Last week, there was quite the hat trick of good news regarding the HIV prevention pill known as pre-exposure prophylaxis, or PrEP.
On Wednesday, June 24, Governor Jerry Brown signed a budget for the Golden State that includes $2 million for PrEP outreach and education. That means organizations that advocate for PrEP, such as the Los Angeles LGBT Center, will be able to apply for some of that money and use it to help people learn about and obtain PrEP.
“There are a lot of people who don’t even know about PrEP,” Aaron Fox of the Los Angeles LGBT Center told HIV Equal. “Especially in communities outside of West Hollywood, and people traditionally shut out of medical care either because of income status or distress to the medical system.”
That may include minority men who have sex with men who do not identify as gay, and who are not reached by traditional PrEP messaging. It also can include transgender people who will not go see a doctor for fear of being gawked at in the waiting room. Still other people simply think they cannot afford PrEP and therefore don’t even bother with exploring it as an HIV prevention option.
Many people can afford PrEP if they apply for help through patient assistance programs such as that provided by Gilead, the manufacturer of PrEP. There are other programs too, but many people find the paperwork overwhelming.
Funding may allow places like the Los Angeles LGBT Center hire “PrEP navigators,” said Fox, director of state health equity and policy at the Center.
“Some people may go to a doctor, get PrEP, show up at the pharmacy and then realize when they have an out of pocket cost…decide it’s not for them,” Fox said. “Navigators could help hook people up with the patient assistance programs.”
The money also could be used for PrEP outreach and messaging, Fox said, saying $2 million “is a start.”
Earlier this month, Los Angeles County became the third major public entity to endorse PrEP, following the lead of San Francisco and New York.
Fox stressed that despite some reports circulating to the contrary, none of the California PrEP initiatives are funded by Ryan White money.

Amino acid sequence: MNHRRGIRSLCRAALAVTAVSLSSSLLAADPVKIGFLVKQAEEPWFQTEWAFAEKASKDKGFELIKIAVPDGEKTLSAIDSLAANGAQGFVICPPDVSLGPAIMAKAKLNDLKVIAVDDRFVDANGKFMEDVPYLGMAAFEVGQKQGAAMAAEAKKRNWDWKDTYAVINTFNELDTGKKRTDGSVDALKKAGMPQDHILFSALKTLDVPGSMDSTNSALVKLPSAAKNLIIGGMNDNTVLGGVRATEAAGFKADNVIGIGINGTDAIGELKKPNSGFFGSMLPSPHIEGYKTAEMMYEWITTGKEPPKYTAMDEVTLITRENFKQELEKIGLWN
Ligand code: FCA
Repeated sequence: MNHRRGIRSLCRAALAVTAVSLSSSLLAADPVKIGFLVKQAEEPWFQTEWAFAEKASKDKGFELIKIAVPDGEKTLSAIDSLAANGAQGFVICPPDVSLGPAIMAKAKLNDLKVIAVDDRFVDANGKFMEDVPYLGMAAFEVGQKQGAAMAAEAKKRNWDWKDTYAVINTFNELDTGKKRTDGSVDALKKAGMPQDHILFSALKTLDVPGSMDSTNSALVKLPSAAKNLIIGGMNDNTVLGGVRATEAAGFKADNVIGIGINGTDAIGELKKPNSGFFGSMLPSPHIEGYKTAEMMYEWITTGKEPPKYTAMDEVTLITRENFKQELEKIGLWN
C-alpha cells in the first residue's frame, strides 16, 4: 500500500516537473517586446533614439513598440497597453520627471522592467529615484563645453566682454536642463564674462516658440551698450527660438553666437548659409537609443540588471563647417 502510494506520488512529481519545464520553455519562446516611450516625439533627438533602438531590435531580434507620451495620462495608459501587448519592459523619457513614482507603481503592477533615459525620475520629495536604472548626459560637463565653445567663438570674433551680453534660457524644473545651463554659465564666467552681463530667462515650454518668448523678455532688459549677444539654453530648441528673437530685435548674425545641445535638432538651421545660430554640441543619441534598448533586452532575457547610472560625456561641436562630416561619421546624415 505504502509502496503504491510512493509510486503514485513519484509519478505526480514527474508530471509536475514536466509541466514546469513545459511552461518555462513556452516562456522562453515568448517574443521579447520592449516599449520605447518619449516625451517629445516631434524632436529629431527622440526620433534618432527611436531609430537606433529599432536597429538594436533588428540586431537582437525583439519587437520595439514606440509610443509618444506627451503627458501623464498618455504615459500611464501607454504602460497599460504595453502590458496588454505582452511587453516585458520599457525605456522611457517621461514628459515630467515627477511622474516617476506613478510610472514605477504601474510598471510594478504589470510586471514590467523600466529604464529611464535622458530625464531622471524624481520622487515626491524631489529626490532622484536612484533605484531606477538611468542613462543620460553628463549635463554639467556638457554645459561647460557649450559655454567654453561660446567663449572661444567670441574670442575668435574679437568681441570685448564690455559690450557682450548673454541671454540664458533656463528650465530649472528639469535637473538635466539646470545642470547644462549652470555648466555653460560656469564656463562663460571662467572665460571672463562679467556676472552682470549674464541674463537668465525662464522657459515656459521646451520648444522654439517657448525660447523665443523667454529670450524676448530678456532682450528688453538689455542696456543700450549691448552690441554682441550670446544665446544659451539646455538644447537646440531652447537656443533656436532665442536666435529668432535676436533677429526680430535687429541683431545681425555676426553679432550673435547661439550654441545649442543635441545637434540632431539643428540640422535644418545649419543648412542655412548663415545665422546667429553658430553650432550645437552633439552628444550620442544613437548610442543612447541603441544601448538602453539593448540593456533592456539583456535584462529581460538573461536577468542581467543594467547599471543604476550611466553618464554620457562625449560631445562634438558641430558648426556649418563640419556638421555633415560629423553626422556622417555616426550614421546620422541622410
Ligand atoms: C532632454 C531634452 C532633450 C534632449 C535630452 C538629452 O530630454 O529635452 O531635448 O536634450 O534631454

PrEP Study iPrEx May Help Boost Vaccine Research
Data from the landmark IPrEX study, the first clinical trial showing that PrEP works in humans, is proving useful to scientists trying to develop an HIV vaccine.
Scientists have discovered that people who took PrEP and did not become infected with HIV exhibited different immune responses than those who did become infected.
The research was co-authored by Dr. Douglas Nixon of George Washington University as well as doctors and scientists from University of Sao Paulo in Brazil and the Gladstone Institutes at University of California San Francisco.
In a news release, Nixon explained that previous research has offered clues how people who become exposed but do not become infected have certain T-cell responses. “The question that has remained unanswered is whether or not these T-cell responses could be protecting people from acquiring systemic HIV infection. The rigor of the placebo-controlled iPrEx trial gave us access to the necessary data and specimens to address that question. What we found was what people have been looking for, for a long time – a correlation between future infection risk and a measureable immune response.”
Some HIV activists have asked how immune responses in so-called “elite controllers’ ever can be studied if everyone who tests positive for HIV is immediately put on antiretroviral therapy. This is one way that people who do not become infected can continue to be studied safely.
Added Grant: “Whether taking drug or placebo, the observed immune responses were still present, so the protective benefit we saw with PrEP was not due to these immune responses. The discovery that cellular immunity correlates with HIV infection risk is a distinct and very exciting one. I hope it will provide clues leading to an HIV vaccine.”
Study: PrEP Safe for People Suffering from Depression
And there’s one more piece of research out this week that’s has PrEP advocates smiling. Research published this month in the journal AIDS Behavior shows that people on PrEP are no more likely to think about suicide than those who are not on the medication.
The findings contradict earlier research. The study, also coming from iPrEX data and conducted among transgender women and men who have sex with men, is important. Some people suffering from depression do not always practice other safe sex practices, such as using condoms, and may be at higher risk for contracting HIV.
“Depressive symptoms are associated with sexual practices that increase risk for HIV acquisition,” said first author Patricia Defechereux, senior research associate at the Gladstone Institutes, in a news release. “The additional protection conferred by PrEP during episodes of depression could avert infections during those especially vulnerable times.”
The authors concluded it is safe to use PrEP in conjunction with mental health treatment.
By David Heitz, June 28th, 2015
Source: HIV Equal